The Path To Endurance
There’s more to building stamina than increasing your time on the treadmill. Find out how your endurance affects your overall health.
Jim Vranas isn’t the kind of guy who just sits around. The 82-year-old World War II veteran and scientific glassblower (he made the first glass model of the DNA molecule) has always been on the go. That is, until about a month after his retirement 10 years ago. “One morning I got up and tried to put on my socks, and I couldn’t do it. I realized that, over time, my energy level and mood had dropped from a 10 to a 3, and I felt too stiff to move,” he says.
What Vranas was experiencing was a loss of his body’s ability to maintain muscle mass and range of motion, and to fend off the added pounds that result from a too-sedentary life. Many of us can relate — no matter our age.
Maybe you stopped playing tennis after high school in the scramble to finish college, find a career or start a family, and then couldn’t make it through the third set when you picked up a racquet again. Or perhaps you resurrected a long-lost love for martial arts, only to realize you were a little … feeble since you last practiced. The muscle memory remains, but without staying power, you tire easily and your performance suffers.
The older you get and the less active you are, the faster stamina fades. After age 45, adults begin losing about one-quarter of a pound of muscle and gain that much body fat every year. “You need stamina so you can combat the aging process and overcome that tendency to gain fat and lose muscle,” says Miriam E. Nelson, PhD, director of the John Hancock Center for Physical Activity and Nutrition at Tufts University and author of Strong Women Stay Young (Bantam Dell, 2005).
Whether you’re 25 or 85, if you build and maintain stamina with strength training and weight-bearing aerobic exercise, you’re more likely to keep exercising as you age, which translates into stronger bones, increased energy, better sleep, improved balance, and a reduced risk of developing just about every chronic disease and condition.
The driving force behind stamina is more — as in the more you do, the more you can do. When you exercise regularly and progressively, your body responds by rebuilding, regenerating and making you stronger, just in case you want to do more again tomorrow.
In fact, when you consistently ask more of your body, every cell will rise to the challenge. Your cardiovascular system will deliver more blood to your muscles, and your heart will begin to recover more quickly after an activity. Your muscles will develop more blood vessels to process the increased blood and oxygen.
Within the muscle cells, tiny structures called mitochondria will multiply so your muscles can handle more work without getting tired. Your muscles will also become more efficient at burning fat and storing glycogen (two sources of energy), so you can work longer and harder without tiring. And, of course, if you stop exercising, the process reverses.
To step up your stamina, consider working with a qualified instructor who can customize a strategy and offer encouragement. “It’s never too late to begin strength training,” says Nelson.
Start with a program that includes both strength and aerobic training, because the real fitness magic occurs when you simultaneously improve your muscular and cardiovascular stamina. Use weight machines, free weights, kettlebells, fitness bands and balls, or your own body weight, and walk or do some form of aerobic activity regularly.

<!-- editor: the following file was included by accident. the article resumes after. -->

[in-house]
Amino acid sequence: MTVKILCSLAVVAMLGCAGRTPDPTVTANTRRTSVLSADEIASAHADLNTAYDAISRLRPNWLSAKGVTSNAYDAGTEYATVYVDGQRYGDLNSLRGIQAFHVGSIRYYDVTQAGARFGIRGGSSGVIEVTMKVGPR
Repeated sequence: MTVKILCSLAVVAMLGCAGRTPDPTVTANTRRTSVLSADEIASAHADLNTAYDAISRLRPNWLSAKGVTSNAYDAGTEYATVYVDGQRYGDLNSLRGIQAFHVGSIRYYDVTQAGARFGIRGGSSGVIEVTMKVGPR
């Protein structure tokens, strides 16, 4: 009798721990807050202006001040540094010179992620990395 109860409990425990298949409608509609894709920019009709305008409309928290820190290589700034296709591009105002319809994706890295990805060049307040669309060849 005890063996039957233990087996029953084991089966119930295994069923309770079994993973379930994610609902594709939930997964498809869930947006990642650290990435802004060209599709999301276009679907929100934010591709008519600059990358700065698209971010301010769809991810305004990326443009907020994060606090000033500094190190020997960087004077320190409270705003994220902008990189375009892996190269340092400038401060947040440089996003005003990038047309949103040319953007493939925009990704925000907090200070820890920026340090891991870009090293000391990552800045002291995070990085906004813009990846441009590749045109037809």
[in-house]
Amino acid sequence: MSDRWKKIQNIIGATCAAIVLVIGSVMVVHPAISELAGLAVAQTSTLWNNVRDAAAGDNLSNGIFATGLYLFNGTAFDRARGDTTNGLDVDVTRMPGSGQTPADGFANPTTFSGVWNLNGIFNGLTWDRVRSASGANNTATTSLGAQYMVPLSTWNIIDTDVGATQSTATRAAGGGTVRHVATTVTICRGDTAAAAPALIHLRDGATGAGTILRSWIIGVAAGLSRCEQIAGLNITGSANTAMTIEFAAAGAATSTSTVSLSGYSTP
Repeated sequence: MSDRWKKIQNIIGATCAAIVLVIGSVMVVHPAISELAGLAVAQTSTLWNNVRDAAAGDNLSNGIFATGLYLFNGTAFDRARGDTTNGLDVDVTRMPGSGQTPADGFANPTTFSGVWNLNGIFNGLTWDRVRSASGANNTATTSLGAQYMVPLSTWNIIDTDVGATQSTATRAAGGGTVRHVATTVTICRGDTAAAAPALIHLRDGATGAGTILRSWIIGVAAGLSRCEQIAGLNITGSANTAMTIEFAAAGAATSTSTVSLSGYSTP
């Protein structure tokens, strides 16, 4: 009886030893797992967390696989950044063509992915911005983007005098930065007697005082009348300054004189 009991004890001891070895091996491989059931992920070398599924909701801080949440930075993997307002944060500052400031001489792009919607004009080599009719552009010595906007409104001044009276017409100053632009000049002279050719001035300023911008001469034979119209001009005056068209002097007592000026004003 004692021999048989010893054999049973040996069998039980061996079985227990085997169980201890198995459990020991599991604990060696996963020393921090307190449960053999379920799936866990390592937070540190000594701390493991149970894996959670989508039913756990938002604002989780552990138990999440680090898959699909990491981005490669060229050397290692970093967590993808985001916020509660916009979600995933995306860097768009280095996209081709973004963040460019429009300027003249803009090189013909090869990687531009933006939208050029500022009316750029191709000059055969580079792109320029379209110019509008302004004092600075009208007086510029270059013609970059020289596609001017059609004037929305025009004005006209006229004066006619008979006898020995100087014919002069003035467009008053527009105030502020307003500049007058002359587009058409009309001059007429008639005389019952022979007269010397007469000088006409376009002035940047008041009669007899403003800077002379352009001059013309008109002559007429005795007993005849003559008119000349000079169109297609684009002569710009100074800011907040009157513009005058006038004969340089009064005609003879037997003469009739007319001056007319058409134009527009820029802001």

As you would expect, muscular strength and muscular stamina are closely related, says Wayne Westcott, PhD, CSCS, author of Building Strength and Stamina: For a Stronger, Leaner and Fatigue-Resistant Physique (Human Kinetics, 2003). If you increase one, you increase the other.
But muscular stamina and cardiovascular stamina are also connected. Your cardiovascular system has to be in good shape to run, bicycle or canoe, explains Westcott, but you’re also using your muscles, so you need good muscular stamina — both aerobic and anaerobic — to do those activities well.
For running, you need aerobic stamina (also known as aerobic endurance), which means your muscles are good at processing oxygen. For heavy lifting, pulling and pushing, you need good anaerobic endurance, which means your muscles are good at using stored energy.
To demonstrate how closely muscular and cardiovascular stamina are linked, Westcott and fellow researchers studied United States Air Force personnel who did poorly on their annual fitness assessments. Most were trying to revive their lost stamina by running hard a few weeks before the assessment, and in the process, many developed overuse injuries. The goal of the study was to find a safer and more efficient way to prepare for the assessment, which involved running and body-weight exercises.
After 90 days of training, those who circuit trained (moved quickly from one resistance exercise machine or station to the next) three times a week for 25 minutes, with one minute of stationary cycling between exercises, scored higher and had fewer injuries than the group doing 60 minutes of aerobic exercise, mostly running, four or five days a week.
“We found statistically significant improvements in every single parameter tested and the total test score,” says Westcott. Most notably, the circuit-training group substantially improved their running scores — even though they did no running during training.
Sold on stepping up your stamina? If you’ve been out of the fitness loop for a while, Westcott recommends starting out with basic circuit training (single sets of eight to 12 repetitions of squats, bench press and lat pull-downs, for example), and gradually building up to more sets and exercises.
After an eight-week program of circuit training at the South Shore YMCA in Quincy, Mass., Jim Vranas (the 82-year-old war vet) went from leg-pressing 145 pounds to leg-pressing 310 pounds — more than twice his body weight of 135 pounds. Now he trains for an hour a day, five mornings a week, and at the end of the day he still feels energized.